Tyson Fury's ex-opponent Otto Wallin urges Deontay Wilder to 'man up' and accept he 'lost to the better man'
DEONTAY WILDER has been urged to 'man up' and accept defeat if he has any chance of beating Tyson Fury in their trilogy bout.
Fury brilliantly beat Wilder in their February 2020 rematch, after they dramatically drew in 2018.
But the American, who was dethroned and defeated for the first time, put the loss down to everything but a masterclass from the Gypsy King.
That included his water being SPIKED and Fury boxing with WEIGHTS in his gloves – allegations which Wilder has stuck by but that have never proven.
Otto Wallin, the last man Fury beat before his crowning night over Wilder, has hit out at the Bronze Bomber for refusing to acknowledge his loss.
And he fears it will hold back the former champion from recognising what went wrong and fixing it – playing right into Fury's hands.
Swedish fighter Wallin, 30, told SunSport: “I think that Fury is going to win again. I find it strange with Wilder, all the excuses.
“That really makes me question, how much can you really improve if you have to keep coming up with excuses?
“I feel like Wilder’s got to man up and take the loss, he lost fair and square to the better man, realise that and start working."
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Wilder, 35, twice dropped Fury, 33, three years ago in their original but was largely outboxed as it ended all square on the cards.
But in the rematch, Fury caught everyone by surprise as he packed on the pounds to 19st 5lb to go on the offensive.
He scored two knockdowns of his own before winning in round seven.
It came just five months after Fury, all the way down at 18st, was cut against Wallin and narrowly avoided a stoppage loss.
The Swede was moments away from forcing the win, but Fury, who needed 47 stitches after, proved his resilience and grinded out a points decision to remain unbeaten.
After coming so close to causing the mother of all upsets, Wallin has told Wilder to copy his tactics and take the fight to his heavyweight rival.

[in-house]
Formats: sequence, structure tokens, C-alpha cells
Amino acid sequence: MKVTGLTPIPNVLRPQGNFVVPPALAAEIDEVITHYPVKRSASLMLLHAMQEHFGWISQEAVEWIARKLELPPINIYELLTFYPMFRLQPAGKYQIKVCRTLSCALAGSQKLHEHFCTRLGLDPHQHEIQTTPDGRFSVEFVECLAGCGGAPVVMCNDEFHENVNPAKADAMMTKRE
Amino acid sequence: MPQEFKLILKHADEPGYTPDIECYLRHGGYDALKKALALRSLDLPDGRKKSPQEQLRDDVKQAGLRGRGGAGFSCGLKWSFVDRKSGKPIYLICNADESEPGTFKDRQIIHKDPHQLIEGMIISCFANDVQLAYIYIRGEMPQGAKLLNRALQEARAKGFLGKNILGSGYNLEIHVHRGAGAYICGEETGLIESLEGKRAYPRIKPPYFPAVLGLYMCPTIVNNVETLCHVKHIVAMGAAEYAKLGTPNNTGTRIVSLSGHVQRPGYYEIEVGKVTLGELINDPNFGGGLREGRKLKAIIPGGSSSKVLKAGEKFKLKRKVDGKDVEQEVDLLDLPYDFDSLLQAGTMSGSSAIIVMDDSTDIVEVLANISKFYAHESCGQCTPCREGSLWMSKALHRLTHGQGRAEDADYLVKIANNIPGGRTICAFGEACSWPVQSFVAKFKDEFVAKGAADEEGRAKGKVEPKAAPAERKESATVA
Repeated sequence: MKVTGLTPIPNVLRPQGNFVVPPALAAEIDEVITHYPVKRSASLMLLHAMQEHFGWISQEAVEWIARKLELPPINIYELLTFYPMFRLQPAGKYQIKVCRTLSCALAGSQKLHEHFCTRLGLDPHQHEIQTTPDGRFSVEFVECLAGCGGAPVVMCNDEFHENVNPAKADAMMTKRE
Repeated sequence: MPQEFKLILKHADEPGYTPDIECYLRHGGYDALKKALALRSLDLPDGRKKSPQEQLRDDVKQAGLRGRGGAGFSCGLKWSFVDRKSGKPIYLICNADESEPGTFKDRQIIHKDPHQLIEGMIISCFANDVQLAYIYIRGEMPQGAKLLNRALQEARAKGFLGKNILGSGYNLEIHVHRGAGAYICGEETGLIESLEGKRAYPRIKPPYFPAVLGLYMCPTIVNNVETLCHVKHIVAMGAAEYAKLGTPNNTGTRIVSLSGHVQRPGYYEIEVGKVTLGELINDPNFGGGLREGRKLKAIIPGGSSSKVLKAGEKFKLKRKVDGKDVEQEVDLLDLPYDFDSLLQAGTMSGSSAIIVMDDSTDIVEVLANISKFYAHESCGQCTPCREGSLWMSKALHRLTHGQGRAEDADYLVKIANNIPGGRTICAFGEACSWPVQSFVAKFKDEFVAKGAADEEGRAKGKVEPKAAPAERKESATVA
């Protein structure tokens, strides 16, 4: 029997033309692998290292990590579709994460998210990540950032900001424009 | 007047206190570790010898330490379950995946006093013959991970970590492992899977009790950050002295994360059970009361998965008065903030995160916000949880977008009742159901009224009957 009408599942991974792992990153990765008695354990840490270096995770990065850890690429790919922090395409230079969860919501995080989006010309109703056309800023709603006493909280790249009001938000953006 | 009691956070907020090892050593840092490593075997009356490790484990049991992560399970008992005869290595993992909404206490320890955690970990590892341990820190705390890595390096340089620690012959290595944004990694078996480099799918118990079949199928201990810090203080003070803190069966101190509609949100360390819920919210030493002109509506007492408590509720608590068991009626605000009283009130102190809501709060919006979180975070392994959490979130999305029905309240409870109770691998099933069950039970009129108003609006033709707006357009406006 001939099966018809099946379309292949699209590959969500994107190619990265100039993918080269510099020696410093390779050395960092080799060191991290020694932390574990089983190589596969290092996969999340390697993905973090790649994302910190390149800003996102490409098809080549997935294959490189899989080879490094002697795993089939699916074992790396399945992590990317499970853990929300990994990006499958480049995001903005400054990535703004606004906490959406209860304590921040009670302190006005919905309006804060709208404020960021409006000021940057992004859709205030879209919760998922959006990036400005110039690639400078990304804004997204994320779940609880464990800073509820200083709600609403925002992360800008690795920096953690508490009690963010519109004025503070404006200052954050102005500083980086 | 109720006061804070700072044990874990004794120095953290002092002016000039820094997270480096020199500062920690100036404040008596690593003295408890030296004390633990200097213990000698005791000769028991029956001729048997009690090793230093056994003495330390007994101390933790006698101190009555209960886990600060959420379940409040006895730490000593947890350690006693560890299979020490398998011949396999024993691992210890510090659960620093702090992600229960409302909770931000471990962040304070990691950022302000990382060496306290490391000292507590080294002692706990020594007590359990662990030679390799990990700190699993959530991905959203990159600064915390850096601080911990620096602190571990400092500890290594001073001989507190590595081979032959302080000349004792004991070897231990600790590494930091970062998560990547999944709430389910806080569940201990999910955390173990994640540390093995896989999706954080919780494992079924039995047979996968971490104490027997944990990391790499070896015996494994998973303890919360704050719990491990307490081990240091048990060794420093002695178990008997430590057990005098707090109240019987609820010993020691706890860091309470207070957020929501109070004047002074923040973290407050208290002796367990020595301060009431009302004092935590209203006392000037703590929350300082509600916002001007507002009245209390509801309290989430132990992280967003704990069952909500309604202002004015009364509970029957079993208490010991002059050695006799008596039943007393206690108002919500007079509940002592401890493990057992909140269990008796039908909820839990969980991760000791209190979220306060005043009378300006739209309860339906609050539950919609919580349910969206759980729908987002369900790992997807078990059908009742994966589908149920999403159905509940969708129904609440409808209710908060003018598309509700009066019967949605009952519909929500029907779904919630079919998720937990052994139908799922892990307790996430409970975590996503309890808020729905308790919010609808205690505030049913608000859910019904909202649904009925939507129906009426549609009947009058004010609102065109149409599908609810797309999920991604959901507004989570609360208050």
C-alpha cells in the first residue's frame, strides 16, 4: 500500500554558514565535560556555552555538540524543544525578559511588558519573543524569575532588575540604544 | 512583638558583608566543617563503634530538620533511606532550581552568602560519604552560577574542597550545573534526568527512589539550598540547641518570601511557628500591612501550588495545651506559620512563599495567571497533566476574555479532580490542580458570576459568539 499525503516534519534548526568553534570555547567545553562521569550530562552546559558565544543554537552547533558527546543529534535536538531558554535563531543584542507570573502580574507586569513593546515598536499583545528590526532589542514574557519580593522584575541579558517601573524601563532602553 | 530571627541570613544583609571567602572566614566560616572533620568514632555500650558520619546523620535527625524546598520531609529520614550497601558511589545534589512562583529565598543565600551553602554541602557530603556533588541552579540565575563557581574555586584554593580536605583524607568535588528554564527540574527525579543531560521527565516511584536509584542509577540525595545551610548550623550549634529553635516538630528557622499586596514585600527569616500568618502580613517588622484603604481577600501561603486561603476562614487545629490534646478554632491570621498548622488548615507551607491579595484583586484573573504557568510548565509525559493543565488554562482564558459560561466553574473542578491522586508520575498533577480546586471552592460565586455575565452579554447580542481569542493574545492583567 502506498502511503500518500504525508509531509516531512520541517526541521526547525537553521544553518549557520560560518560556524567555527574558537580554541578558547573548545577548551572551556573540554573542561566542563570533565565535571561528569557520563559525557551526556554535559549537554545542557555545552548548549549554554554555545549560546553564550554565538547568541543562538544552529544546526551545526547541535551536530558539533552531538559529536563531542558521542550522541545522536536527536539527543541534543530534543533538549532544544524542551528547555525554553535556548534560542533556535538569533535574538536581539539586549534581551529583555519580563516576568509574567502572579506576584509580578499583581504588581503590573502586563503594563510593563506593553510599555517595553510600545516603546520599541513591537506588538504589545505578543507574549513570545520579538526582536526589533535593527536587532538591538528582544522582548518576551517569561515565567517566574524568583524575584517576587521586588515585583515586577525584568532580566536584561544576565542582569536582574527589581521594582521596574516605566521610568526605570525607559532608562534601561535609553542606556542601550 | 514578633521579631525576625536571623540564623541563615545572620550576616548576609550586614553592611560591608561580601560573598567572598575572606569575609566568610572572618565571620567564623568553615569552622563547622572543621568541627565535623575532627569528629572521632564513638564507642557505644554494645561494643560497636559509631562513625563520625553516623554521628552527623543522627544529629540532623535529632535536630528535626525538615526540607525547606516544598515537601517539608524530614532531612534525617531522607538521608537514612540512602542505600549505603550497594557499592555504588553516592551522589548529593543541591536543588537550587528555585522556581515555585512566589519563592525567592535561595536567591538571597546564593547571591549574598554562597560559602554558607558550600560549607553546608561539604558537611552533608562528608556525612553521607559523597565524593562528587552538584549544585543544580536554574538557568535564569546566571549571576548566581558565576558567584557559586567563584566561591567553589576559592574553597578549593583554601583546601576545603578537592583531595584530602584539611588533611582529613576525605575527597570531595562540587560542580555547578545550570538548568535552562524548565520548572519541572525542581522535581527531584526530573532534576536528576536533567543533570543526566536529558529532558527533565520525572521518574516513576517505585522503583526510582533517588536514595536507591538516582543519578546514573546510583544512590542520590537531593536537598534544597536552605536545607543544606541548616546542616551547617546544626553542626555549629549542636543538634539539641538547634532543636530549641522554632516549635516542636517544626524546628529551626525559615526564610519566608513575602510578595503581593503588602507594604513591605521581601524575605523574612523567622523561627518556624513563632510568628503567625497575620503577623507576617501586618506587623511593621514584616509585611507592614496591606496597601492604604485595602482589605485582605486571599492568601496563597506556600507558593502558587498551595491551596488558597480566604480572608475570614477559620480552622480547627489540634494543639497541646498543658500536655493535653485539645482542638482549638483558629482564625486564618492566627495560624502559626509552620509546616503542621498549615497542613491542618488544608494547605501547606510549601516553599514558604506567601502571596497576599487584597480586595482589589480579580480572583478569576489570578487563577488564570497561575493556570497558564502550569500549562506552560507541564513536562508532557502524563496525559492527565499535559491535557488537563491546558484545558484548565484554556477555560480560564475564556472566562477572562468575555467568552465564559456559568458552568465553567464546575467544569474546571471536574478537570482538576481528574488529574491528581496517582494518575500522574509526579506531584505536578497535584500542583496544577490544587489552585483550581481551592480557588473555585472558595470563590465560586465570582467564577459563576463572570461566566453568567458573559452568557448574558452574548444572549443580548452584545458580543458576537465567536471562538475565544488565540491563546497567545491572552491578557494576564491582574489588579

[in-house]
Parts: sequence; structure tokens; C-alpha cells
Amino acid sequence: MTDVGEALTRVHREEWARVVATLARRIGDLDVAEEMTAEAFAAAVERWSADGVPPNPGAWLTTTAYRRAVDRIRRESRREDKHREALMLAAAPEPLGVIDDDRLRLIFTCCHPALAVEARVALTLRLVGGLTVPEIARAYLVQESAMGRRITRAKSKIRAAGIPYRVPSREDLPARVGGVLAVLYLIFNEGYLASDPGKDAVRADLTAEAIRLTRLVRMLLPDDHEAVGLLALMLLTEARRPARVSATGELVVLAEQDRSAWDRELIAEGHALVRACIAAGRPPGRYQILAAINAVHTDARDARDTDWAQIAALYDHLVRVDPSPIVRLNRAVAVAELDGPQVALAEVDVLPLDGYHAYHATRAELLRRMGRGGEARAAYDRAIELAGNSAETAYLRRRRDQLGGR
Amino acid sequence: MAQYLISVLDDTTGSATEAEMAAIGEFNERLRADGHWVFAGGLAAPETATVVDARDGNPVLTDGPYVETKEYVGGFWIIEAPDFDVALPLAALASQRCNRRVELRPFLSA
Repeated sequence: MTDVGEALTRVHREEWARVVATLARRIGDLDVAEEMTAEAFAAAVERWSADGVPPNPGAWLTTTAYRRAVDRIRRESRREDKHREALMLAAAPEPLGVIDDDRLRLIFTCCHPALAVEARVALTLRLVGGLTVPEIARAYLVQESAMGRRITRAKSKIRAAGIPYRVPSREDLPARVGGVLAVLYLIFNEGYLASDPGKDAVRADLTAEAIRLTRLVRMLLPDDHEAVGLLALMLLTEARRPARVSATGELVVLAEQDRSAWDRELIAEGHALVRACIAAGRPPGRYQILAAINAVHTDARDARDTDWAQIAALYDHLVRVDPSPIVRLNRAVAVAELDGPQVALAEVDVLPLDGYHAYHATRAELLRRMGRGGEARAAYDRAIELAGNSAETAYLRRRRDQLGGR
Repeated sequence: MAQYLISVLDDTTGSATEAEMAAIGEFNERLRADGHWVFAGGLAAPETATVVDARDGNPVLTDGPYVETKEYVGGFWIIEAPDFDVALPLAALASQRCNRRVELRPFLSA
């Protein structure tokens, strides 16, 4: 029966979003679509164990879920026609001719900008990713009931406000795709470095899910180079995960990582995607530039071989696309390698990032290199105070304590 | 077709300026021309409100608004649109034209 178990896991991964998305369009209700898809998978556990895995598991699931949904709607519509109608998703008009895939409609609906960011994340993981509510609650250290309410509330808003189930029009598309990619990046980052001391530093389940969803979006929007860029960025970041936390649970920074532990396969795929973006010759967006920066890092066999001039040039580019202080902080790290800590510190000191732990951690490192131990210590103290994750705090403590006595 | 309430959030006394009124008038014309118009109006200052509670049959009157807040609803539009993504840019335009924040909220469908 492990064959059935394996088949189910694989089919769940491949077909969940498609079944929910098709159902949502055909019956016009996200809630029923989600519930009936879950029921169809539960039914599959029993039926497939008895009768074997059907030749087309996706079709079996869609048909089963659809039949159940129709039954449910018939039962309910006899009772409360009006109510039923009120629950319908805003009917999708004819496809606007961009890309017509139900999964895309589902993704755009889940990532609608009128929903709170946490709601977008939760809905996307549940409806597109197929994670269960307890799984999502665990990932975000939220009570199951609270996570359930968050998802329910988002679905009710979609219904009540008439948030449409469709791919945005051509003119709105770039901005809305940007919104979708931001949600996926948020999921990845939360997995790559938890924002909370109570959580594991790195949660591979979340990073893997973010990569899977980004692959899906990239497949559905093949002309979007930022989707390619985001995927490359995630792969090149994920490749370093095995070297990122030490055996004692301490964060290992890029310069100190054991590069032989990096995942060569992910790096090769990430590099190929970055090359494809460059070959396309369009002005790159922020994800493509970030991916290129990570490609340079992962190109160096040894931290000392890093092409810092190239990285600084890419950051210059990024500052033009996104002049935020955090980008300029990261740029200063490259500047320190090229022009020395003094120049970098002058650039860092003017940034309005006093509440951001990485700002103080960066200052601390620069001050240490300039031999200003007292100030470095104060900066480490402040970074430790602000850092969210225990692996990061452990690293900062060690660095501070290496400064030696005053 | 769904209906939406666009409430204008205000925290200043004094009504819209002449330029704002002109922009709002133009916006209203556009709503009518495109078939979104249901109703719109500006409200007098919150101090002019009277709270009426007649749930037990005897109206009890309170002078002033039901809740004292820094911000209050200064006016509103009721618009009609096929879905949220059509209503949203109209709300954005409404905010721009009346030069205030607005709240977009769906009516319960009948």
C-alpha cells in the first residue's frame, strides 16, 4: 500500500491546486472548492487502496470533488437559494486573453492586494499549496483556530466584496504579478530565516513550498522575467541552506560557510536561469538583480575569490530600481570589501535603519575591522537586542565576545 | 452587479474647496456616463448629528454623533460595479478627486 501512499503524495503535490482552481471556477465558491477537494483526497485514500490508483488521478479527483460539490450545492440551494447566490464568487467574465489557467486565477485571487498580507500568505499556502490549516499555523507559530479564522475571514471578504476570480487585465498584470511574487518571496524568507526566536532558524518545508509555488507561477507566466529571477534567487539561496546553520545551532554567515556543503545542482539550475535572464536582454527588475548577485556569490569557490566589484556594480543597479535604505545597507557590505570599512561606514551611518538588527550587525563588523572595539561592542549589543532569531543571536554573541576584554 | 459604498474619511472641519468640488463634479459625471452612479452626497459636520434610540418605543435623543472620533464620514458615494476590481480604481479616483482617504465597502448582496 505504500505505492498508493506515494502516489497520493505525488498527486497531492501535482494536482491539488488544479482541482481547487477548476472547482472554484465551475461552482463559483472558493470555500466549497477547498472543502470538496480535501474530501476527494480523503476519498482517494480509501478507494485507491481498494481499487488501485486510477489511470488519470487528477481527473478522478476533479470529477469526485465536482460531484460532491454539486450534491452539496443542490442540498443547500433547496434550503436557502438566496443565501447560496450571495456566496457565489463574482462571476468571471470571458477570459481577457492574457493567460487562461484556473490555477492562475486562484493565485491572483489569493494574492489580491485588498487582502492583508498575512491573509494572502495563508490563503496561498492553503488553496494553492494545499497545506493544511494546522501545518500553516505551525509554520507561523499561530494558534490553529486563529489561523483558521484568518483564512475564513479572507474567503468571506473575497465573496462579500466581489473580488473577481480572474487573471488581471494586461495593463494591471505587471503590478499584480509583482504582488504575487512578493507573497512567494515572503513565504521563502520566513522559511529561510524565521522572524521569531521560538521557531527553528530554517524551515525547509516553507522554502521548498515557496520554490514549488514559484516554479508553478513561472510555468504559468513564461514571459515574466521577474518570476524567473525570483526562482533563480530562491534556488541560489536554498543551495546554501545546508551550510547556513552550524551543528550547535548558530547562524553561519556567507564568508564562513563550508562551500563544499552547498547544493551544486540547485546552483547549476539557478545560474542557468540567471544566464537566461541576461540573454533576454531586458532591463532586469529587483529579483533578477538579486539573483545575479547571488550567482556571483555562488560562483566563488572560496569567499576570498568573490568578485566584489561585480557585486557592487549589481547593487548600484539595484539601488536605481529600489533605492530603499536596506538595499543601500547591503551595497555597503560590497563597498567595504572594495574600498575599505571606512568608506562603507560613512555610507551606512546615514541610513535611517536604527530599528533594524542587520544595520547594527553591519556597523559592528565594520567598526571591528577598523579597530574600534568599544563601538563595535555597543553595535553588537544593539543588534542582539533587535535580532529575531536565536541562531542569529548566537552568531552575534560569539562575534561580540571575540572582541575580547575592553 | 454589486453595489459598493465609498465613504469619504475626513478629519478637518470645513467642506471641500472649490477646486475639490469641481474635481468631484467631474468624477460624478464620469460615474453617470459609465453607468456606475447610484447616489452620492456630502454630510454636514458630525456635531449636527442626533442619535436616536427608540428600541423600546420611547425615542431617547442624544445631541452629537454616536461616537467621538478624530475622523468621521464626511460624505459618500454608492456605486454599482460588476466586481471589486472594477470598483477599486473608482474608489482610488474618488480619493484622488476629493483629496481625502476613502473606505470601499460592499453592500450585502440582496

He said: “The biggest thing with Wilder is he’s just got to let his hands go and not load up so much, because Fury has good defence.
“For Wilder, use your jab, let your shots go and make it a fight also, you can’t just load up and try to knock him out.
“Fury is a smart fighter, he’s already stopped Wilder before, doesn’t mean he will stop him now, but he’s the favourite for me.”
Since losing to Fury, Wallin has returned with two wins, most recently against Dominic Breazeale, 36.
It followed a period of being swerved at the top of the division, due to the massive scare he the Gypsy King.
But Wallin can force a rematch with Fury and guarantee himself a WBC title shot when he challenges Dillian Whyte, 33, at the O2 Arena on October 30.
I feel like Wilder’s got to man up and take the loss, he lost fair and square to the better man, realise that and start working.
He said: “This is the perfect opportunity for me with Dillian, I get the interim belt and then Fury will have to fight me.
“Because after our fight, I haven’t heard him mention my name once, some interviews he calls out 15-20 guys, but never mentions my name.
“I’ve gotten better since that last fight, it was a huge gap in class, I had never fought on that level before.
“It was my first time, I had only fought one round in 18 months before I fought him and not a lot of people know but I had surgery behind my ear 7-8 weeks before.
“We were really careful in sparring before that fight but afterwards, with the experience I got and the fights I’ve had now, I’m in a much better space.”
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